Friday, May 23, 2008

A Peace or Appease?

For a relative peacenik, I have a long military lineage.

Each Memorial Day, I don't have to search for ancestors and other relatives who fought in our uniforms. My maternal grandfather, for one, snuck away, underage, to enlist in the American Expeditionary Force in England and then France. My father was a WWII artillery commander — D-Day, Battle of the Bulge, combat decorations and more. Thus it was with uncles, great-uncles, cousins and so forth. I have a lifetime pass for my family to visit Arlington National Cemetery, where my father's remains lie.

With this and more, I have an interest in the hardball, hard-line rhetoric recently from John McCain, and even from George gosh-did-I-forget-to-report-for-duty Bush. Moreover, I can believe that everyone in U.S. military uniform has an interest.

McCain seems immature, even in his 70s, and likely temperamentally unsuited for this campaign, much less the stresses and decisions of the Presidency. Only the latest of many flares of temper and illogic came when Barack Obama criticized McCain's lack of support for a bill to provide college funds for returning veterans — "I will not accept from Senator Obama, who did not feel it was his responsibility to serve our country in uniform, any lectures on my regard for those who did."

This forms an unfortunate bookend with Bush's recent remarks to the Israeli Knesset, which included:

Some seem to believe we should negotiate with terrorists and radicals, as if some ingenious argument will persuade them they have been wrong all along. We have heard this foolish delusion before. As Nazi tanks crossed into Poland in 1939, an American senator declared: “Lord, if only I could have talked to Hitler, all of this might have been avoided.” We have an obligation to call this what it is – the false comfort of appeasement, which has been repeatedly discredited by history.

Both bookends have clear markings. I shall not be questioned! I shall not even discuss what you think are vital topics!

Thus we are seven years into an unjustifiable war, with our cemeteries increasingly occupied by our military men and women. Not only should Bush be impeached for, among other crimes, ordering the Iraq invasion on cooked reports. He needs some history books and even newspapers. Every President, certainly since Truman and many before, negotiated with our enemies. Even our Revolutionary War leaders did. It is what national leaders who do not want to throw away the lives, wealth and influence of their people do.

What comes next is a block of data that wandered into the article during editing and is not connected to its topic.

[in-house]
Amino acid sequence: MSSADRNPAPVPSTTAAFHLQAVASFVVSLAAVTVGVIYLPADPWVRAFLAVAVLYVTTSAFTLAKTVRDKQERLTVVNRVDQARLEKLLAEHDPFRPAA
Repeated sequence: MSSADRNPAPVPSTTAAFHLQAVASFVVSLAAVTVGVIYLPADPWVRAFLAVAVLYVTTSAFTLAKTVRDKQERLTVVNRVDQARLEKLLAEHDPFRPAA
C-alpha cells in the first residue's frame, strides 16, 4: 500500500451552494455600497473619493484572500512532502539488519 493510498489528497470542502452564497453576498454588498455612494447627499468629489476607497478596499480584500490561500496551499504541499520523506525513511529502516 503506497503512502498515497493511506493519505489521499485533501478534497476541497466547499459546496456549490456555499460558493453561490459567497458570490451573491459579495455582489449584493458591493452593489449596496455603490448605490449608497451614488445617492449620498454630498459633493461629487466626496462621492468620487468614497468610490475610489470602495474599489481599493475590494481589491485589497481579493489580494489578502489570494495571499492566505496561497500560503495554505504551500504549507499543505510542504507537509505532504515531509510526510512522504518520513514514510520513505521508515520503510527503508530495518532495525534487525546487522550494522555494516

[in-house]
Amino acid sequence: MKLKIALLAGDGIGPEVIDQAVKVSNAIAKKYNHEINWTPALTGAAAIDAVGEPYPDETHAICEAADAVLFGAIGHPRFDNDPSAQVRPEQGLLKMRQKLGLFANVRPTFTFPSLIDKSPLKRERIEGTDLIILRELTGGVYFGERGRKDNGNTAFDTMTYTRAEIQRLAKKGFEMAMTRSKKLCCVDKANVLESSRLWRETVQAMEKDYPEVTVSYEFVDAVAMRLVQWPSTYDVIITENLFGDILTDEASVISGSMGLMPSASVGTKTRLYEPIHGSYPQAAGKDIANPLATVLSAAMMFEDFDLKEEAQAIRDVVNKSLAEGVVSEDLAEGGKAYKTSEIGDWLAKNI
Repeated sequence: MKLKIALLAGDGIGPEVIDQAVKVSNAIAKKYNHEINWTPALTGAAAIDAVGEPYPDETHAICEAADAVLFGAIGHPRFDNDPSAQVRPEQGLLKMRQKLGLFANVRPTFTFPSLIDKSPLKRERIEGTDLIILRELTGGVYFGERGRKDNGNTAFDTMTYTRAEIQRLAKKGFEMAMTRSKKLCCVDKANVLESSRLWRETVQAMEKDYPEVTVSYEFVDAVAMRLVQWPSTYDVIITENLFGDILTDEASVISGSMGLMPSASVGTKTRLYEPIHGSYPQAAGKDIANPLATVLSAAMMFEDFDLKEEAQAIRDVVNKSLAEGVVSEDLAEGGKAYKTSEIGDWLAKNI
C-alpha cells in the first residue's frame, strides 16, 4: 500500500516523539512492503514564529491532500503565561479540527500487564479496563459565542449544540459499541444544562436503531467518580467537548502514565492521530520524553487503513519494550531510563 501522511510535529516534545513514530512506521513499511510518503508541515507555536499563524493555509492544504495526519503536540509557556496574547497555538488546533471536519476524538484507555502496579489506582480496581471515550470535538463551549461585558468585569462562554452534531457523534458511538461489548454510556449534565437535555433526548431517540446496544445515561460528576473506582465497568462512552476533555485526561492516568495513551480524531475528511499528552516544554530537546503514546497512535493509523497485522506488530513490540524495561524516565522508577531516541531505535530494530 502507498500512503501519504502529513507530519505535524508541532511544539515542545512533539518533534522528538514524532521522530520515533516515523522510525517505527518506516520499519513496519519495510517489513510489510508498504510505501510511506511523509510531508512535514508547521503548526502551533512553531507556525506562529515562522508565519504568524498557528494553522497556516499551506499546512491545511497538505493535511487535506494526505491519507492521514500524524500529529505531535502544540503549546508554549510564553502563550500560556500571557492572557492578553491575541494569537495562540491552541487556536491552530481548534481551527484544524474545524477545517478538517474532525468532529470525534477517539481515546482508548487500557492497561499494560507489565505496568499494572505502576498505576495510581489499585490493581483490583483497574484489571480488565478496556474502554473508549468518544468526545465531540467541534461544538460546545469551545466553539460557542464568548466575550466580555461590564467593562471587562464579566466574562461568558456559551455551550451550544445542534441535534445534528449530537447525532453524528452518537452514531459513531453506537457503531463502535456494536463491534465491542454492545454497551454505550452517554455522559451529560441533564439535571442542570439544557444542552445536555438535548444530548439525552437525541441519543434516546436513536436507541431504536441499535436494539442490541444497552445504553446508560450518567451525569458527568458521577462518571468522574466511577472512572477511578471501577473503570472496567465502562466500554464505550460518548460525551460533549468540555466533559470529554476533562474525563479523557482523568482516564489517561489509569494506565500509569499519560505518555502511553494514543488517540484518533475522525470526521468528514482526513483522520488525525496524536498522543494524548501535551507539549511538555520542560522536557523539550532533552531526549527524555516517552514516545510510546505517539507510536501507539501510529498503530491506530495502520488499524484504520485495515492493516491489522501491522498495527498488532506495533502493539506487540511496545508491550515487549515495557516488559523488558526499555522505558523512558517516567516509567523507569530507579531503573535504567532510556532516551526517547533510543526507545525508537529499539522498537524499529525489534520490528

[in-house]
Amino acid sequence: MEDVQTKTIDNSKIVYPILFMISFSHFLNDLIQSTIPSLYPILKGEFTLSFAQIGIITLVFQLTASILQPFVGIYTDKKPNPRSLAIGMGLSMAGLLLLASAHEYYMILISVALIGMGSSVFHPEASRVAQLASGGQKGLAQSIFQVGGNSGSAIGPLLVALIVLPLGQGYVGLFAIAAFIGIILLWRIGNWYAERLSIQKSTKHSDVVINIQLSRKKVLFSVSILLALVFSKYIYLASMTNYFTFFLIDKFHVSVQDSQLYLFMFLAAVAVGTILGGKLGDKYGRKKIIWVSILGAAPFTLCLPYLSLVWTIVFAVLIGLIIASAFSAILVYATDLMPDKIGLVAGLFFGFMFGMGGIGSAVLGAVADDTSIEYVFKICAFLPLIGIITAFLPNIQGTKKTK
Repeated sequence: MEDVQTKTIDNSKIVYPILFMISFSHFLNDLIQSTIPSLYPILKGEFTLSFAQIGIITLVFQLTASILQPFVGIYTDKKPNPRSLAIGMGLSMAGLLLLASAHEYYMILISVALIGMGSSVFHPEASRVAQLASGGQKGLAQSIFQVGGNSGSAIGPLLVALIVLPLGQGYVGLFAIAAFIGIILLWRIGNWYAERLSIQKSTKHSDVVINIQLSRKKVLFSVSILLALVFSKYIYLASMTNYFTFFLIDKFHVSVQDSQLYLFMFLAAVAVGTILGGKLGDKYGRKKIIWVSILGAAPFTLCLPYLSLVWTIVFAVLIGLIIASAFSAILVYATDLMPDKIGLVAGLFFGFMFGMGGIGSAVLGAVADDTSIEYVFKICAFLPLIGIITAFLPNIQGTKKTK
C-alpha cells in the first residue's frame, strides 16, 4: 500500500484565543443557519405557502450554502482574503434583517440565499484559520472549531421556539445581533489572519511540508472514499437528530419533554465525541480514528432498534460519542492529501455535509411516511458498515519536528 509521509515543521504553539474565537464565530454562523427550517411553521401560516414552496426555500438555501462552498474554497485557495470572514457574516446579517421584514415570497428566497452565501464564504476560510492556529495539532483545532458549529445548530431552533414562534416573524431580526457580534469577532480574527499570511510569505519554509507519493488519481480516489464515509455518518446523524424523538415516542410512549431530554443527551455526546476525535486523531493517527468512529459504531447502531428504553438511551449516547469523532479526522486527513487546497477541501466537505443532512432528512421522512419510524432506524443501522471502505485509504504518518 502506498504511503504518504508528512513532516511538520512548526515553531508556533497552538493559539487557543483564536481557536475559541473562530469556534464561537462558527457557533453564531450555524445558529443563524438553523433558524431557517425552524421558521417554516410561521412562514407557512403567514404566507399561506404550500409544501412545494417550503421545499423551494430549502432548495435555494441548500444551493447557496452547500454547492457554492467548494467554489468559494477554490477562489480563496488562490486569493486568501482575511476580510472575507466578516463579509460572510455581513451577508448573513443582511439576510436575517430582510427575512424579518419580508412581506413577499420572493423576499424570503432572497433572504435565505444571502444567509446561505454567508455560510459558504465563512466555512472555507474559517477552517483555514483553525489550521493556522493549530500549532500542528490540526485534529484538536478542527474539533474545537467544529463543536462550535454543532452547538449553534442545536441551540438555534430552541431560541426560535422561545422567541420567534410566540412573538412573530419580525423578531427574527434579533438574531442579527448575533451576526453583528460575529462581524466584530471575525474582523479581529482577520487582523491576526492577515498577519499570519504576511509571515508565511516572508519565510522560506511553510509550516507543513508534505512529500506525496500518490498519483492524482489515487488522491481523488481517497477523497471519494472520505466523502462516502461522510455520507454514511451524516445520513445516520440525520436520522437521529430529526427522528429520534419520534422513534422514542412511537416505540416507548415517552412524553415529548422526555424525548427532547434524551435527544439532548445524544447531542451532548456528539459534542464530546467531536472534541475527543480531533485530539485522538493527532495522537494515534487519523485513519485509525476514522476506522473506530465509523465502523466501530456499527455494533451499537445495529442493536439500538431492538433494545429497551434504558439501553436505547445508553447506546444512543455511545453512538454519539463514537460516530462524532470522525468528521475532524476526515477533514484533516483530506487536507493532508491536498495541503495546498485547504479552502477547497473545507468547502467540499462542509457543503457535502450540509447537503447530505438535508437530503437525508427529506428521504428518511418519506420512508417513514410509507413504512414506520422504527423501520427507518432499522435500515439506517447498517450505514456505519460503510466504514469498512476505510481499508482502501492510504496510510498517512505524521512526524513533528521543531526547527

His father certainly communicated with and negotiated with terrorists and dictators. Unfortunately, he and other recent Presidents also installed and supported the worst of the rest of the world.

Sometimes it works well, sometimes it fails, sometimes it is a holding pattern. However, it is the way nations have avoided war and sometimes to everyone's benefit for centuries.

I confess that I am embarrassed as a long-time Democrat to admit that in my lifetime, many Republican Presidents have negotiated with, or as George the Lesser Bush would have it, appeased the bad guys better than Democrats have. It was Republicans who opened China, who kicked a stumbling CCCP down the international stairway into Russia. Dems still could learn a lot about negotiating with enemies from Republicans.

Alas, George the Lesser and McCain are not from the traditional statesman and diplomat mold. They would rather thump their chests like silverback gorillas, bare their canines and charge.

It appears that this Bush is not bright enough nor educated historically to understand this huge flaw. McCain seems far too emotional, short-sighted and unable to handle complexity. Neither should be President.

A great way to honor those who fought for the nation would be to ensure that our Presidents understand how to balance our military resources with diplomacy. A President who knows who to use his cabinet, diplomats and advisers to gain American advantage without yielding to thugs or causing unnecessary death is what we had been used to and need to return to in 2009.

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